Wine Vision Live News Blog: Direct Wines drives sales by ten fold increase in wine education

3pm:

Direct Wines has increased its spending 10 times on wine eduation over the last six years to £300,000 a year and is “worth every penny” said group chief executive, Simon McCurtrie, at today’s global wine conference, Wine Vision being held in London.

Speaking at a session looking at the commercial benefits of investing in wine education, McMurtrie urged every senior manager in the audience to go back to their business and make sure the wine education they provide is available for “everyone”.

It was one of the first initiatives he introduced on joining Direct Wines from the world of publishing. Having completed the advanced Wine & Spirit Education Trust course himself, he was “convinced” he “wanted to educate everyone in the business” regardless of what position they held, be it IT, marketing, administration or sales.

“I was convinced everyone in the business needed to know ‘the stuff’ that everyone else in the business did,” he explained.

As a result spending on wine education has gone from £30,000 a year to £300,000 all of which he said has been rewarded not only in improved sales, but a better atmosphere and feeling of team spirit within Direct Wines staff.

He said it had also opened up wine education to its customers and now held evening classes at his office in Theale, Berkshire where staff and customers sit side by side learning about wine together.

But he also stressed wine education needs to be made fun. He argued “education” is not always the best word to use as it puts people off. But by making it fun everyone will connect with wine in a different way and it was vital wine businesses recognise that and exploit the fact different staff members see wine and like wine in different ways. It was something Direct Wines was now looking to make capital off in how it communicates with its customers.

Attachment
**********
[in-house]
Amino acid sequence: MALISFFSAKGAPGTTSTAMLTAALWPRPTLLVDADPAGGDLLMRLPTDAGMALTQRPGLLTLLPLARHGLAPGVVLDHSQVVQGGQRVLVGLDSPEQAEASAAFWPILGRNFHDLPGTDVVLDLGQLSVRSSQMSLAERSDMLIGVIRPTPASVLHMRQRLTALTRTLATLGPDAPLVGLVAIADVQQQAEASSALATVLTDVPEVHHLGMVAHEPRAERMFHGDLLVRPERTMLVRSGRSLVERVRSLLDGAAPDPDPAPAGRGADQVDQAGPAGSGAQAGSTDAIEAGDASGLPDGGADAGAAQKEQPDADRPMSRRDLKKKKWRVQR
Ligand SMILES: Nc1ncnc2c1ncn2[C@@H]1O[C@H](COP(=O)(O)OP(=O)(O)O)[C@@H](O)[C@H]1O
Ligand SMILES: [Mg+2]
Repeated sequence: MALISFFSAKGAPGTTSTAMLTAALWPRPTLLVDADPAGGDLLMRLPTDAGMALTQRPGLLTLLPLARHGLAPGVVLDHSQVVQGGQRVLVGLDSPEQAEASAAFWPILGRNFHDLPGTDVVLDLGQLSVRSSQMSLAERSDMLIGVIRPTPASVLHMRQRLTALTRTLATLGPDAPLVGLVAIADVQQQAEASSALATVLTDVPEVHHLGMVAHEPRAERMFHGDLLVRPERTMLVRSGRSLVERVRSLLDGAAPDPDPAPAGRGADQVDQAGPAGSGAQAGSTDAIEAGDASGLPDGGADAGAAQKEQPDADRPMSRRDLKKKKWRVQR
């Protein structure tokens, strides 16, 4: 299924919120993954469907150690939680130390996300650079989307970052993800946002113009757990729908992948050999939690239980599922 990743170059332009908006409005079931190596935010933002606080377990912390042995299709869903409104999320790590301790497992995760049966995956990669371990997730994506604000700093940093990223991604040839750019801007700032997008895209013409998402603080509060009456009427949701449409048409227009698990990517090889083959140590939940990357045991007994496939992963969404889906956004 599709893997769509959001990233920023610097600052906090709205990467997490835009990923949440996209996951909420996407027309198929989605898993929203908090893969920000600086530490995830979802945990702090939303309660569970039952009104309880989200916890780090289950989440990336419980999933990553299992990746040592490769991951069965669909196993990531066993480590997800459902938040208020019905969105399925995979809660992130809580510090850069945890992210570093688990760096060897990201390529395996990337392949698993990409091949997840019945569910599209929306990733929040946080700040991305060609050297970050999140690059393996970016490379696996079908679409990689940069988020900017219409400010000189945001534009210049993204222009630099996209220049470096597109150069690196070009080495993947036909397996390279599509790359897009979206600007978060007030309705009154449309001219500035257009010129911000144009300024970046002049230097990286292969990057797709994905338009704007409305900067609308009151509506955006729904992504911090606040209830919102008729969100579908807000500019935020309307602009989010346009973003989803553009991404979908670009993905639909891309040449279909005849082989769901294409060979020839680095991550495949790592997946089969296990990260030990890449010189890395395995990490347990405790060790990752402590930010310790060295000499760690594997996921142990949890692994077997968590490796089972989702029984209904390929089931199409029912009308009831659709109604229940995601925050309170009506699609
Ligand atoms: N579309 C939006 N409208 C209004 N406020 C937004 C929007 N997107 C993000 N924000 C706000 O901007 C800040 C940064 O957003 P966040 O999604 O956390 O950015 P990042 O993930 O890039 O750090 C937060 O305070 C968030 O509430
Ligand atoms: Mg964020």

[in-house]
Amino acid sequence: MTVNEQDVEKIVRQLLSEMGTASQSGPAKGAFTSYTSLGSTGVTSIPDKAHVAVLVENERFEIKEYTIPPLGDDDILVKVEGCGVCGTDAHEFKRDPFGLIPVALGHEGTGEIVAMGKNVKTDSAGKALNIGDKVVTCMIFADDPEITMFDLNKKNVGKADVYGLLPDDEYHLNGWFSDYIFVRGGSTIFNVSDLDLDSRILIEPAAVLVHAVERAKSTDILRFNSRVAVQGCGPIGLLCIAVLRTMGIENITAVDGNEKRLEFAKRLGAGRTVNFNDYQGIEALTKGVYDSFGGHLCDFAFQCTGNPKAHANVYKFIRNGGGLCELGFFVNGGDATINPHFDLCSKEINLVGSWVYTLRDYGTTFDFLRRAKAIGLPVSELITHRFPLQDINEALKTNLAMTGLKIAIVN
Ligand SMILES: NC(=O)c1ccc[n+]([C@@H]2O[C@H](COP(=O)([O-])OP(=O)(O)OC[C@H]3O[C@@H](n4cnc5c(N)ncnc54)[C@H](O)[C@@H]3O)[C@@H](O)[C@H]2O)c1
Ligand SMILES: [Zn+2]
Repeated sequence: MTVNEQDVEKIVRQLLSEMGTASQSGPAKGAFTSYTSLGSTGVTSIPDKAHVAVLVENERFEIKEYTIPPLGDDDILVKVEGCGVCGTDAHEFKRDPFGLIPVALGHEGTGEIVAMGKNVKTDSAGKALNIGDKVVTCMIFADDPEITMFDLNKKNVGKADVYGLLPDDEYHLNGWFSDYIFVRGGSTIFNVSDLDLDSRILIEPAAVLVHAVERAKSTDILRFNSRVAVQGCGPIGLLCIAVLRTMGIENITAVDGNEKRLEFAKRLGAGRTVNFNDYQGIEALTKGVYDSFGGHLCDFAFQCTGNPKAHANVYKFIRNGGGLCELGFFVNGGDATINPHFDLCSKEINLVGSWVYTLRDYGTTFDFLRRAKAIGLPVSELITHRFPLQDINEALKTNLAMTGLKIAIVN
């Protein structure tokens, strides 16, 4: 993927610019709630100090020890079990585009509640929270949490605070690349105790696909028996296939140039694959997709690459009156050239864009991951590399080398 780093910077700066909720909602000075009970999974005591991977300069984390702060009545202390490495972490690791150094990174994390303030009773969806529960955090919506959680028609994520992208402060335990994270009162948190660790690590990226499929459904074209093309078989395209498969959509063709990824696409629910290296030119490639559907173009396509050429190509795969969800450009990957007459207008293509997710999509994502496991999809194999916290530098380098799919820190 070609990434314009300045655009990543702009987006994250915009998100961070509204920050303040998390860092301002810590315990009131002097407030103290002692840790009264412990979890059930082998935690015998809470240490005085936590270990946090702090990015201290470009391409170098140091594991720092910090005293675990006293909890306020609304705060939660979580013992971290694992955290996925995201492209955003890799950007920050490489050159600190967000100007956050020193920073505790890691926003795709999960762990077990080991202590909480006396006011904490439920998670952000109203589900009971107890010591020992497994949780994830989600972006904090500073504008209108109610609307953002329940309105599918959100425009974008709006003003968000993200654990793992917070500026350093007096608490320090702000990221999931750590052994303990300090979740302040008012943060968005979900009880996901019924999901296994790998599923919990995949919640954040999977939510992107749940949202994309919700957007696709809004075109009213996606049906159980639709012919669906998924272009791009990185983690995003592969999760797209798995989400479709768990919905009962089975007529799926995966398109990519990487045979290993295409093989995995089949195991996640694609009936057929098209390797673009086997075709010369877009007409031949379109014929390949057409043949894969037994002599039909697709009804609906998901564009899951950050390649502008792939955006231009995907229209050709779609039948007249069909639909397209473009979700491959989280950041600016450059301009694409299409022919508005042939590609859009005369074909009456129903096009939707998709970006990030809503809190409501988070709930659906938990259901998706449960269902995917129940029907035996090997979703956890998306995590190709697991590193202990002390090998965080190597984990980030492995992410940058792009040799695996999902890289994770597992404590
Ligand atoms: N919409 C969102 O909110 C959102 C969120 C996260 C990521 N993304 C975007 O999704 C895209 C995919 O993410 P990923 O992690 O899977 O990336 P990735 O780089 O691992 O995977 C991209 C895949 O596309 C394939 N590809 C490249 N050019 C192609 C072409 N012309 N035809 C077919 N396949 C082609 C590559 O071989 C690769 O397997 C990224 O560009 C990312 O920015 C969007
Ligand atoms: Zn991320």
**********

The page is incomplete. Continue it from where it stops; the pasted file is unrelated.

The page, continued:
“How you connect with wine will be key in how you then communicate about wine to other people,” explained McMurtrie.

 

12pm Marks & Spencer looks to engage with customers “emotionally”

Marks & Spencer is moving to engage its customers “emotionally” by displaying wine alongside food, offering tastings and introducing the “human touch” delegates at today’s Wine Vision heard.

Andrew Bird, head of trading, grocery and drinks at the company, said retailers were “underplaying the glamour” of wine by displaying wine in “naked, austere gondola ends” made up only of wine.

Findings from consumer research revealed that customers didn’t want to be educated or talked down to, but rather want to be “transported to the country of origin”.  He said customers want to be inspired, and given ideas of what to drink in ways that give them a sense of “one upmanship” over their friends.

Bird added that customers also want to be “affirmed and supported” in their wine buying decisions by having wine advisors available. People are interested in the “humanity of wine”, he said.

The retailer identified 87 “touch points” where it can talk about emotional insights, whether that’s via the back label or through its Twitter feed.

In-store it’s also transforming displays in order to mix wine with other products. Over Christmas it will be displaying wine in baskets, alongside Christmas trees and cakes as well as in chillers with party food. It has also put “drink me” tags on bottles of sparkling wine rather than price labels.

It is also offering sampling alongside fresh produce in-store, and a dozen stores now have tasting kitchens where chefs are filmed and broadcast in store talking about food and wine.

The retailer has also changed its back labels to introduce more of its expertise – focusing on conversations between its winemakers and producers. ”It allows us to get over some quite tricky innovation stories,” said Bird, including Georgian and Turkish wines.

It is also talking about using wine in cocktails in a bid to attract younger consumers to the category. “Why would we be so stiff-collared about wine and insist it’s drunk on its own?” said Bird.